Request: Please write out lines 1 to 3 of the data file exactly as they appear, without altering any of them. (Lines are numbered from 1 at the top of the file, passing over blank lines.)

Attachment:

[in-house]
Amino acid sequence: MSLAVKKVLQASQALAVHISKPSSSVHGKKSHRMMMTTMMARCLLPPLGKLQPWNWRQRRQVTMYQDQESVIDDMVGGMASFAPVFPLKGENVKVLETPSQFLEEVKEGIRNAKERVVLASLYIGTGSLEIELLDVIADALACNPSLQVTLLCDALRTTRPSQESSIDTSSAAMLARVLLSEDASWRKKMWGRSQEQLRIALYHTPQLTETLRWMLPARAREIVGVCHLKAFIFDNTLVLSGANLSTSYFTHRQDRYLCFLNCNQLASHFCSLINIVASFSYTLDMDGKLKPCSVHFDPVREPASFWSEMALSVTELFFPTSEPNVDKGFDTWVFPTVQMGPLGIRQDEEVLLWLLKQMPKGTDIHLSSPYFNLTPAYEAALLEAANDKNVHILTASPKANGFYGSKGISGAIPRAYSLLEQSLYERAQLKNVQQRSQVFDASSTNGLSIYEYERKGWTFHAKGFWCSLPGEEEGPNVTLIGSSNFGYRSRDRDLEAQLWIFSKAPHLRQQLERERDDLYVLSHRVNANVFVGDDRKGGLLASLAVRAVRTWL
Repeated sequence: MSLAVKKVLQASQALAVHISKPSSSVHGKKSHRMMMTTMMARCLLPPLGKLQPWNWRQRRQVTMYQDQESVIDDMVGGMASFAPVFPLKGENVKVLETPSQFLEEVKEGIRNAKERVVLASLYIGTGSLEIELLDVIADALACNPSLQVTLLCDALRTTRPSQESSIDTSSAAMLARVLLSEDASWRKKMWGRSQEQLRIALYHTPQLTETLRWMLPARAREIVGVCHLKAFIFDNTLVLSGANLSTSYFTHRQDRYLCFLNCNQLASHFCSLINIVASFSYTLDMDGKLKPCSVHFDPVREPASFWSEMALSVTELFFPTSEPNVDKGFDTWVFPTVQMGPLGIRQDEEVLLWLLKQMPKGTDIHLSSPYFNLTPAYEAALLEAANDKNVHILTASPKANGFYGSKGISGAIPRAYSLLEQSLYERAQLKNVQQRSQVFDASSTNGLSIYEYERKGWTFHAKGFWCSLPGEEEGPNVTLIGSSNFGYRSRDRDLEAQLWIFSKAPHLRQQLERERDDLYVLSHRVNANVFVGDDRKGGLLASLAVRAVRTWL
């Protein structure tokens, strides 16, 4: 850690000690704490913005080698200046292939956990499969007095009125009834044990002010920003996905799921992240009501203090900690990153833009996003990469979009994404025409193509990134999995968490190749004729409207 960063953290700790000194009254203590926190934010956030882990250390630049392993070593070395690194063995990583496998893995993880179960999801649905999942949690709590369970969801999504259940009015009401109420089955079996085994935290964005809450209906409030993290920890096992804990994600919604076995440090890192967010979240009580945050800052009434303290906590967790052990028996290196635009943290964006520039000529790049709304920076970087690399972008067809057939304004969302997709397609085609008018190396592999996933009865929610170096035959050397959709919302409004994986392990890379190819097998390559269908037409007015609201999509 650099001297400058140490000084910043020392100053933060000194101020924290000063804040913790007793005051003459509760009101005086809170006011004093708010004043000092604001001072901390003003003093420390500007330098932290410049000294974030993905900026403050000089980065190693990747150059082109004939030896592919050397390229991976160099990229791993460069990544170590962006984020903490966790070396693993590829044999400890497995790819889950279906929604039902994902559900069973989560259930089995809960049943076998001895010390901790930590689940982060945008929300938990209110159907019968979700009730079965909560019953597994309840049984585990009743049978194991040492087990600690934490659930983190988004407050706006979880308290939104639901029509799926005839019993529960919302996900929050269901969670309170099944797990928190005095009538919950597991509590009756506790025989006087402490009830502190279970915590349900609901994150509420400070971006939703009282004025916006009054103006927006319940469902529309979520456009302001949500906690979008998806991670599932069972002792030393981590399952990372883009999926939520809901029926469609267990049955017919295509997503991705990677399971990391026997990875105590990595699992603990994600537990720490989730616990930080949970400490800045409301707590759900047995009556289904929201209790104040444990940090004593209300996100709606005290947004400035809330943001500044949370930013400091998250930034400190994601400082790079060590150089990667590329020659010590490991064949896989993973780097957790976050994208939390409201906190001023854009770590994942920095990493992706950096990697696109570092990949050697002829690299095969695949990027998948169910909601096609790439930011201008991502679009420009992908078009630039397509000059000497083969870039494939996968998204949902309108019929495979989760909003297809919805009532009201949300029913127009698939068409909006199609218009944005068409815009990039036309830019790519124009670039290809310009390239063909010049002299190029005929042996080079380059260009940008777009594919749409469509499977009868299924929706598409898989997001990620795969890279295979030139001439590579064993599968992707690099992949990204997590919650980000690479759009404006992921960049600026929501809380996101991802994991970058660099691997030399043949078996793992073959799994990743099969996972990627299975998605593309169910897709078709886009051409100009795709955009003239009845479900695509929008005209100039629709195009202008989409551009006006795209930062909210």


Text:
[in-house]
Amino acid sequence: MSLAVKKVLQASQALAVHISKPSSSVHGKKSHRMMMTTMMARCLLPPLGKLQPWNWRQRRQVTMYQDQESVIDDMVGGMASFAPVFPLKGENVKVLETPSQFLEEVKEGIRNAKERVVLASLYIGTGSLEIELLDVIADALACNPSLQVTLLCDALRTTRPSQESSIDTSSAAMLARVLLSEDASWRKKMWGRSQEQLRIALYHTPQLTETLRWMLPARAREIVGVCHLKAFIFDNTLVLSGANLSTSYFTHRQDRYLCFLNCNQLASHFCSLINIVASFSYTLDMDGKLKPCSVHFDPVREPASFWSEMALSVTELFFPTSEPNVDKGFDTWVFPTVQMGPLGIRQDEEVLLWLLKQMPKGTDIHLSSPYFNLTPAYEAALLEAANDKNVHILTASPKANGFYGSKGISGAIPRAYSLLEQSLYERAQLKNVQQRSQVFDASSTNGLSIYEYERKGWTFHAKGFWCSLPGEEEGPNVTLIGSSNFGYRSRDRDLEAQLWIFSKAPHLRQQLERERDDLYVLSHRVNANVFVGDDRKGGLLASLAVRAVRTWL
Repeated sequence: MSLAVKKVLQASQALAVHISKPSSSVHGKKSHRMMMTTMMARCLLPPLGKLQPWNWRQRRQVTMYQDQESVIDDMVGGMASFAPVFPLKGENVKVLETPSQFLEEVKEGIRNAKERVVLASLYIGTGSLEIELLDVIADALACNPSLQVTLLCDALRTTRPSQESSIDTSSAAMLARVLLSEDASWRKKMWGRSQEQLRIALYHTPQLTETLRWMLPARAREIVGVCHLKAFIFDNTLVLSGANLSTSYFTHRQDRYLCFLNCNQLASHFCSLINIVASFSYTLDMDGKLKPCSVHFDPVREPASFWSEMALSVTELFFPTSEPNVDKGFDTWVFPTVQMGPLGIRQDEEVLLWLLKQMPKGTDIHLSSPYFNLTPAYEAALLEAANDKNVHILTASPKANGFYGSKGISGAIPRAYSLLEQSLYERAQLKNVQQRSQVFDASSTNGLSIYEYERKGWTFHAKGFWCSLPGEEEGPNVTLIGSSNFGYRSRDRDLEAQLWIFSKAPHLRQQLERERDDLYVLSHRVNANVFVGDDRKGGLLASLAVRAVRTWL